Sasha Goldstein-Sabbah ~ Censorship And The Jews Of Baghdad: Reading Between The Lines In The Case Of E. Levy

This study examines how members of the Jewish community of Baghdad used foreign newspapers and journals to bring to light and gain international sympathy for issues concerning the community and its relationship with the Iraqi regime during the early years of the Iraqi state (roughly 1930–1950). As an
example of this phenomenon, the article examines a 1934 case in which authorities arrested E. Levy, author of a letter to the Manchester Guardian telling of the confiscation of foreign Jewish newspapers sent to Iraq and the opening of letters addressed to Jews by postal officials. Subsequent to his arrest, the community was not discouraged from writing in the foreign press. On the contrary, members of the Jewish community, both anonymously and by name, wrote in Jewish and non-Jewish foreign presses imploring the world to intercede on Levy’s behalf and to bring to light the situation afflicting the Jews of Baghdad. This article argues that foreign media was a successful tool for the Jewish community of Baghdad as an unofficial channel of negotiation for both communal and individual rights.

In Iraq, the British Mandate lasted from 1920 until 1932. In the long history of the region, this short period of the Mandate is often considered “the Best of Times” for the majority of Iraq’s religious and ethnic minority groups.1 For the Jewish community of Iraq, this period is often considered the apex of social and cultural integration into general Iraqi society. The community was bolstered by Jewish socio-economic mobility due to an extensive (Jewish) community-sponsored education system and an increase in white-collar employment opportunities in both the civil service and with foreign firms. It was also a time of relative intellectual freedom with little government censorship and increased access to foreign print media.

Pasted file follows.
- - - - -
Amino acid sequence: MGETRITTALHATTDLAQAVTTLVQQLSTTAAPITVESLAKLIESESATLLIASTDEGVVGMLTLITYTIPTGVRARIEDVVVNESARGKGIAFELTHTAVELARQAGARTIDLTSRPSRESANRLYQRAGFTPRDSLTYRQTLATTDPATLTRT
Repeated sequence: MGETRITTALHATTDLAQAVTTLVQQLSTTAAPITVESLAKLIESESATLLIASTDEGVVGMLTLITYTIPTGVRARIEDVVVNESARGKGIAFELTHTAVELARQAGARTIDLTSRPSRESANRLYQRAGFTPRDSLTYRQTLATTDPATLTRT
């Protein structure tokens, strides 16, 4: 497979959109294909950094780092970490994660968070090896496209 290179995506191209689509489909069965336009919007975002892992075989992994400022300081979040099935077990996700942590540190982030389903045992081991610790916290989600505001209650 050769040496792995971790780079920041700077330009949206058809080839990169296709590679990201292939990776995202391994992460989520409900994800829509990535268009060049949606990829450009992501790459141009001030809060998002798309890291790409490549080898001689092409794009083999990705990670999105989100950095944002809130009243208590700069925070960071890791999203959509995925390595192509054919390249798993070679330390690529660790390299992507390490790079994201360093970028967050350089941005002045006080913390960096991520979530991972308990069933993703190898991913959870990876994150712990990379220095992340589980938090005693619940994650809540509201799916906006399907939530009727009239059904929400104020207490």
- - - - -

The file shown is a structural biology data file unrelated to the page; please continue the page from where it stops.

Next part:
However, the end of the Mandate in 1932 and the death of King Faisal in 1933 were met with concern in regard to the future of the relatively pluralist society which had developed and, as some would argue, foretold the beginning of the end for over two thousand years of Jewish life in Iraq. The 1930s represented a time of unease as the new state experienced political instability and unrest. Although not to be compared with the political turmoil and violence of the 1940s, for the Jewish community of Baghdad there was a perceivable difference in state policy in regard to the Jewish community after the Mandate ended. These changes included greater legislation in regard to education, unofficial quotas on the amount of Jews employed in the civil service, the official banning of Zionism (in 1935) as an ideology, greater antiJewish sentiment in the local press, and the censuring of both Jewish periodicals and post from abroad destined for Jews residing in Iraq. Although much attention has been given to the history of the Jewish community of Iraq in academic circles during the past decade, little work has specifically focused on how the Jewish community (both on a communal and on an individual level) perceived and reacted to these changes in the Iraqi state during this liminal period from the end of the Mandate of the 1920s to the chaos of the 1940s, and particularly on the question of competing loyalties between the Iraqi state and Jewish nationalism as embodied in the Zionist political movement.

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